Having solicited the eternal power,
That his foul thoughts might compass his fair (air.
And they would stand auspicious to the hour.
Even there he starts : — quoth he, " I must deflower ;
The powers to whom 1 pray, abhor this fact,
How can they then assist me in the act ?
" Then Love and Fortune be my gods, my guide !
My will is back'd with resolution :
Tnoughts are but dreams till their effeots be tried.
The blackest sin is clear'd with absolution ;
A^inst love's fire fear's frost hath dissolution.
The eye of heaven is out, and misty night
Covers the shame that follows sweet delight."
This said, his guilty hand pluck'd up the latch.
And with his knee the door he opens wide :
The dove sleeps fast that this night-owl will catch !
Thus treason works ere traitors oe espied.
Who sees the lurking serpent, steps aside ;
But she, sound sleeping, fearing no such thing,
Lies at the mercy of his mortal sting.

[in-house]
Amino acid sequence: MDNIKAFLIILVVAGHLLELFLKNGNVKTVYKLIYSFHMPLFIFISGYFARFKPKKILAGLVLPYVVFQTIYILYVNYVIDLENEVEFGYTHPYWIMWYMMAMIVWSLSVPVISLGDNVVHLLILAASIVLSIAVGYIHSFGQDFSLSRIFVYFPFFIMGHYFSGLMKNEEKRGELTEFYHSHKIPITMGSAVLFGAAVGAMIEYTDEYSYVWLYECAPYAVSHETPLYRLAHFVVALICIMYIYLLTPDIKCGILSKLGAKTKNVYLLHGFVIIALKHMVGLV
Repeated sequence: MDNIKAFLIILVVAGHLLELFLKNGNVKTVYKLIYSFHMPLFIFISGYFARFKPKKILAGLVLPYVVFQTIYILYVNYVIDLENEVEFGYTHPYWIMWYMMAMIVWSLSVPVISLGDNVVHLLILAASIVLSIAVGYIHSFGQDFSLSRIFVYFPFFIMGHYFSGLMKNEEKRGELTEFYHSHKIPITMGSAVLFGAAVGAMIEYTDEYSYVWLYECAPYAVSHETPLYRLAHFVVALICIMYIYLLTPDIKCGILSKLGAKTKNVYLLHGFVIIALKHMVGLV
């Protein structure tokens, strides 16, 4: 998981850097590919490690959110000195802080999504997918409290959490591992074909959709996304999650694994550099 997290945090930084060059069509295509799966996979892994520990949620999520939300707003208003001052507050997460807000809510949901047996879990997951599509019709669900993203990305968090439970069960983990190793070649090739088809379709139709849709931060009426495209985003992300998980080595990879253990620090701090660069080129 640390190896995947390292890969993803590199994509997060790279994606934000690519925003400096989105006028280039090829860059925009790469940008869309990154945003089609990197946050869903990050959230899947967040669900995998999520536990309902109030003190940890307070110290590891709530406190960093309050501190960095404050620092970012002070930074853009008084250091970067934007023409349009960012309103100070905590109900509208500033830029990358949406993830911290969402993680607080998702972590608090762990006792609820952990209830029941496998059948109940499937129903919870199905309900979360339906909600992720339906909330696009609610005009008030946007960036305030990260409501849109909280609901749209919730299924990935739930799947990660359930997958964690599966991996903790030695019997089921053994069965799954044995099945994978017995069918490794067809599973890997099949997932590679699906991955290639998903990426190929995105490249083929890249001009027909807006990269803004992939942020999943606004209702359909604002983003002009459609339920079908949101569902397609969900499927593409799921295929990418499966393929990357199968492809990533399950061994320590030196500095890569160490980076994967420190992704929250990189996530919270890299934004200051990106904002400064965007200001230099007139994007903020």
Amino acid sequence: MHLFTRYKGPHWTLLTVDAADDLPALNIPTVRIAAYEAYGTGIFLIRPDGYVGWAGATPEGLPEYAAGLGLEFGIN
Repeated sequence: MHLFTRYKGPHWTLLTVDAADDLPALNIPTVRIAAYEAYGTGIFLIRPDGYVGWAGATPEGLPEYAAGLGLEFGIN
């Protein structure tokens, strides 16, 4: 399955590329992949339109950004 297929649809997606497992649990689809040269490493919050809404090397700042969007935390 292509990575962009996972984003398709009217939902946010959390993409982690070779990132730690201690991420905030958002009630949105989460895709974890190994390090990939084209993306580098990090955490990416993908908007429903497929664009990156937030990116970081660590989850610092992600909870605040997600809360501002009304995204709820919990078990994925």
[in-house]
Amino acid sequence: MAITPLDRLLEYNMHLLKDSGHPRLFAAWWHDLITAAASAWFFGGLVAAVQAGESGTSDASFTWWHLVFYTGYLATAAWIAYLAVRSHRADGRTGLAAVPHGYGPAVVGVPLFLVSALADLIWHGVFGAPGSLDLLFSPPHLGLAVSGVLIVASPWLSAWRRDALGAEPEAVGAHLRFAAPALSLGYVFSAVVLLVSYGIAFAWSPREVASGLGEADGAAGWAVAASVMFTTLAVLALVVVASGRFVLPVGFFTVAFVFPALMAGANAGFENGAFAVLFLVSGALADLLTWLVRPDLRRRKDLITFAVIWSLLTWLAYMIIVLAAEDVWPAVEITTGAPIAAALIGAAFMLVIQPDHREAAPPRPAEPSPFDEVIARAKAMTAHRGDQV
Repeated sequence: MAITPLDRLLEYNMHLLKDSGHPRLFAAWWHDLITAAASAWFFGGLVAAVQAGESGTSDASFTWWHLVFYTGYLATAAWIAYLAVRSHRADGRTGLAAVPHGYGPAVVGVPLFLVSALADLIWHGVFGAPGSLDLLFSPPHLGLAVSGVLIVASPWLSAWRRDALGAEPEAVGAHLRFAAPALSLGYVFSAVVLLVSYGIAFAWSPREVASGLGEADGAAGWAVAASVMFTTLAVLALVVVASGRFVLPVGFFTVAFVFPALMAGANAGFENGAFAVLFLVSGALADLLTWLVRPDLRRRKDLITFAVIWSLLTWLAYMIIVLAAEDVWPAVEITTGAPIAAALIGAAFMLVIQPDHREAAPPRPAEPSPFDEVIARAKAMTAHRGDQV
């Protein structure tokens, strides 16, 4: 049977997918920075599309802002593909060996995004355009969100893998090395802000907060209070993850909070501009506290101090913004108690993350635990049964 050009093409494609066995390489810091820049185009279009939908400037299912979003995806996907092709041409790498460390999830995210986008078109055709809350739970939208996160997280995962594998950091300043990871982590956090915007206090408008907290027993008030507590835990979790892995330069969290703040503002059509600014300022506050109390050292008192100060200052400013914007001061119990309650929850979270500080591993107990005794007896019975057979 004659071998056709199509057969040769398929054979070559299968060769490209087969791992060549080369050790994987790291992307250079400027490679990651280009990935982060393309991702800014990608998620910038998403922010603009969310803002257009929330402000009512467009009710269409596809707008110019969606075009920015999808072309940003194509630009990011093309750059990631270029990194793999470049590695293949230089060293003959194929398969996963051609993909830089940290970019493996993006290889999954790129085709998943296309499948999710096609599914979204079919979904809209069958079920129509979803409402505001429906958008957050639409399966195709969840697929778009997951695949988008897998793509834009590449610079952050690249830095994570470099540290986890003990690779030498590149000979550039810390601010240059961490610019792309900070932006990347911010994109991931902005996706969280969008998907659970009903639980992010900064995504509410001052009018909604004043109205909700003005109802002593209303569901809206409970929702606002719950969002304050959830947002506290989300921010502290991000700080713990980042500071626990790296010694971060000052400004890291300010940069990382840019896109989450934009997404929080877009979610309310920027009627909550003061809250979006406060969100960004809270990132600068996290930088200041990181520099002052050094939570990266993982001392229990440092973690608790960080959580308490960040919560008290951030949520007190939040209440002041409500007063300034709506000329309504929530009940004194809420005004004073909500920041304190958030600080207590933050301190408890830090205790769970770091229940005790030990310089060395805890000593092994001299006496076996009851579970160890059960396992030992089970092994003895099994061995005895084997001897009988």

Into the chamber wickedly he stalks.
And gazeth on her yet unstained beo.
The curtains being close, about he walks.
Boiling his greedy eye-balls in his head
By their hign
treason is his heart misled ;
"Which gives the watchword to his hand full soon.
To draw the cloud that hides the silver moon.
• Retard. t Spring. t Checked.
f Everything worth having causes pain or trouble in its acquisition.
THE RAPE OF LUCRECB. 417
Look, as the fair and fiery-pointed sun,
Rushing from forth a cloud, bereaves our sight ;
Even so, the curtain drawn, his eyes begun
To wink, being blinded with a greater light :
"Whether it is, that she reflects so bright,
That dazzleth them, or else some shame supposed ;
But bUnd they are, and keep themselves enclosed.
O. had they in that darksome prison died.
Tnen had they seen the period* of their ill !
Then CoUatine again by Lucreoe' side,
In his dearf bed mieht have reposed still :
But they must ope, this blessed league to kill ;
And holy-thoughted Lucrece to their sight
Must sen her joy, her life, her world's delight.
Her lily hand her rosy cheek Ues under.